4. Great article Carolyn! For my kind of art I have found that the ability to deliver it in person tells me everything about the kind of people that buy my work. Lifetsyles, houses, tastes, income, age – it’s all there when you turn up on their doorstep. This has helped me to more accurately understand the type of average buyer. Of course, it is ever changing but I can tailor my marketing around the segment of the population that is more likely to buy. Thanks for a great read!

    • What an excellent way to get to know your customers! You’re smart to engage them in conversation and get that type of information when in their home for delivery of your work. I hope you are keeping in touch to build those relationships and even ask for referrals. Your clients will be very flattered that you take such an interest. Great marketing technique!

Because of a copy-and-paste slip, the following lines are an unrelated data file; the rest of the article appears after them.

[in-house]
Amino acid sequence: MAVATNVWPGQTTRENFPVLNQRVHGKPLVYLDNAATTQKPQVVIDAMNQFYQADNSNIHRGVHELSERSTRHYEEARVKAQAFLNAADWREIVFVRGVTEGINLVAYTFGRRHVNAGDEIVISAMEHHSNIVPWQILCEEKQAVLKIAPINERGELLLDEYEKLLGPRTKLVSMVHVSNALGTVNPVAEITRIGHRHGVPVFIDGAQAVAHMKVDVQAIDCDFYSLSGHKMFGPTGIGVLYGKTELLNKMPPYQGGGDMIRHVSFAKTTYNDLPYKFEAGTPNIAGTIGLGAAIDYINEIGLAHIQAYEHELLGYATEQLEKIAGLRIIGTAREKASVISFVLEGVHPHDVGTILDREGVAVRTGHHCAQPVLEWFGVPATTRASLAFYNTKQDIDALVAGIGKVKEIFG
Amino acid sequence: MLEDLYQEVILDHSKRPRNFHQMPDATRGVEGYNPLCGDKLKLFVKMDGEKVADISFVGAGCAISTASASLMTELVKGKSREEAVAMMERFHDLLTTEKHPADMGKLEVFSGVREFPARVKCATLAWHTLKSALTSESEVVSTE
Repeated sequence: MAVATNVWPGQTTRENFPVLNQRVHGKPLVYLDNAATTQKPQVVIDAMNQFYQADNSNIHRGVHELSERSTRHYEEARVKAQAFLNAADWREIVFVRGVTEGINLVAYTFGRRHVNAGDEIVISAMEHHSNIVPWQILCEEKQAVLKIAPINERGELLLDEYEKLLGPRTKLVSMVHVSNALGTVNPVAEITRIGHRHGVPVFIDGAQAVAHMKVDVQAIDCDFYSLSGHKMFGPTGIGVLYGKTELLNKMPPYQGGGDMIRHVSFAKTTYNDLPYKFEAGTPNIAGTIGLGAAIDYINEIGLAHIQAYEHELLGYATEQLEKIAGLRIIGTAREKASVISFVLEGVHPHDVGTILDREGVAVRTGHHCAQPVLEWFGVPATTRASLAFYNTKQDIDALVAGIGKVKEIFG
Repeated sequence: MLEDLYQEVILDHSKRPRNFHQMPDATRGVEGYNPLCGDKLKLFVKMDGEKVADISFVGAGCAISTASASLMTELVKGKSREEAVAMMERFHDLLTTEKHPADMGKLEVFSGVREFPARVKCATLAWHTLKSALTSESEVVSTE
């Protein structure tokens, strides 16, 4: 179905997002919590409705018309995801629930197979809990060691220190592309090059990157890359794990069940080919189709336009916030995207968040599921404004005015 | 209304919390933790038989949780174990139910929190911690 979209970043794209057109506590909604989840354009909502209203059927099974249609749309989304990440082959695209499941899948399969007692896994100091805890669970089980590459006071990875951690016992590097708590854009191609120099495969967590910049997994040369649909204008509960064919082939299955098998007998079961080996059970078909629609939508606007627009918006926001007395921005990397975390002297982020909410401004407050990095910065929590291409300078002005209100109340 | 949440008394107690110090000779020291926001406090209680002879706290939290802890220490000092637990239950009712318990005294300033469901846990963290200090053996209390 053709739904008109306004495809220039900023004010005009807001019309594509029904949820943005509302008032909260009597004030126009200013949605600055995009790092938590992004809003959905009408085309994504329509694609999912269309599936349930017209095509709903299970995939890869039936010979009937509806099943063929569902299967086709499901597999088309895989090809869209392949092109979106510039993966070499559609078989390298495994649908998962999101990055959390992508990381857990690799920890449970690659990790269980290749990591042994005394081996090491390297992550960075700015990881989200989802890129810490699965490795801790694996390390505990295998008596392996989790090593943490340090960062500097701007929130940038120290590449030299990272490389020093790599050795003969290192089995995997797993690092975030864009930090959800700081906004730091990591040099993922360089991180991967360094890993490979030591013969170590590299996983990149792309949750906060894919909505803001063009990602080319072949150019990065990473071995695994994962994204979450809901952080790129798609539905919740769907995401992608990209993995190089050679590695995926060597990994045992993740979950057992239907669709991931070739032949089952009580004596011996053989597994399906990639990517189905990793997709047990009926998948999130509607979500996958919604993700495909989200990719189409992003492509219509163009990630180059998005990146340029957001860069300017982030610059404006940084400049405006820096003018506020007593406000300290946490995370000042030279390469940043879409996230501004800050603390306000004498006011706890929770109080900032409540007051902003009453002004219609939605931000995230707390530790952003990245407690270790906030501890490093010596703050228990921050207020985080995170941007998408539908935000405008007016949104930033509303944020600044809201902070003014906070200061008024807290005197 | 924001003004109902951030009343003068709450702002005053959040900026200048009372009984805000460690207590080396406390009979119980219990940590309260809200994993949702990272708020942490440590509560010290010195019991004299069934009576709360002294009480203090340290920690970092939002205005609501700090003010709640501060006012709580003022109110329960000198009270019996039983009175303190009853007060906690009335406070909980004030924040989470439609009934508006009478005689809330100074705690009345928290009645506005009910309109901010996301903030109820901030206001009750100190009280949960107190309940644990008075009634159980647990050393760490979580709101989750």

5. Always enjoy your articles Carolyn. The topic of who is your customer is one that I find hardest to tackle. As a wildlife artist I have no idea who would want to buy my art especially when I see how much the art world is dominated by contemporary and abstract, and dare I say meaningless decorative wall art. Gradually I am creating more contemporary work to better fit what I perceive to be necessary to even get noticed and I enter a lot of art exhibitions but often find myself thinking that unless there is a section for wildlife or animals my work just doesn’t seem to fit. This has lead me to be selective about what to get involved in which of course is limiting. I would love to know how to find out who would like my work then I might be able to ‘target’ them but so far I just draw a blank, I have no idea how to identify these people.